In 2003 when Dr. Munjal was living in India he was awarded the distinction of being the best doctor in the district. With cards, gifts, friendly messages and compliments frequently directed to Alta Vista Animal Hospital, it is apparent that his Dunbar customers are as fond of Dr. Munjal as he is of this community. It is a symbiotic relationship of the best kind.

Alta Vista Animal Hospital, 4543 Dunbar Street, Vancouver BC V6S 2G7
604-221-5858

www.altavistaanimalhospital.ca

Dunbar Little League

Sunday, April 7th, 2013

The crack of the bat, the smell of the leather glove and the welcoming sun on your face. Baseball season is here again.

I have fond memories of playing for Dunbar Little League (DLL) as a child where I spent many hours at the park with family and friends. We ate Dickie Dee Ice Cream, dads coached, and I played right field frequently. Not much has changed since then but those memories never prepared me for my experience as a DLL parent.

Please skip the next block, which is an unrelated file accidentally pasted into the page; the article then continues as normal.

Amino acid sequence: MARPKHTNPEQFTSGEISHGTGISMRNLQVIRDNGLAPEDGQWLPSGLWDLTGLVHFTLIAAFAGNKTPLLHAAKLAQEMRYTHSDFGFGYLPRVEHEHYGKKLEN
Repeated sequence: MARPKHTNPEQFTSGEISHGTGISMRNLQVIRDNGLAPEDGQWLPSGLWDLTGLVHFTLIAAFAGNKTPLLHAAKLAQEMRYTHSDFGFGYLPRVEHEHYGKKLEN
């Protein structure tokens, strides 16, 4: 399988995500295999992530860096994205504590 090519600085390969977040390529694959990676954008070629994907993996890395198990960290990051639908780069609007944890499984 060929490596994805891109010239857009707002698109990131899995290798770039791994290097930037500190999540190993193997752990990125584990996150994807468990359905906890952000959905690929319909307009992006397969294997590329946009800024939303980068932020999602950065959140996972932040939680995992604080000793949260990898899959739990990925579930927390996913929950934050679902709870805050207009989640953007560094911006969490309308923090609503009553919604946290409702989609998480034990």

This, my friend, is a whole new ball game.To most, Dunbar Little League represents community, friendships, sportsmanship and a rite of childhood passage. DLL is all those things and more to the parents and the players.

The journey usually starts with Blastball, a lighthearted introduction to the game where players have a blast and parents are just happy to be out of the house.

Then you work your way up to T-Ball and things start to make sense, players are eager, and parents are happy to see the baseball “light” of inspiration click on.

Next is the big leap into Minor B, where it is all about the pitching machine and the shock of players when they actually can strike out. Up to this point, three strikes and you’re out was just a dark rumour whispered in the dug out.

Minor A is the ultimate separation of fact from fiction. There is a pitcher on the mound and he or she is actually trying to strike you out. The kids at bat are making contact and the fielders are making plays. It is amazing to watch the transformation. Players develop, parents become more invested and before you know it, we are playing the game of baseball.

DLL’s Majors division is all of those great things and more. Not only do you get to sit back and enjoy the exciting ‘after school special’ entertainment, you become part of the whole production.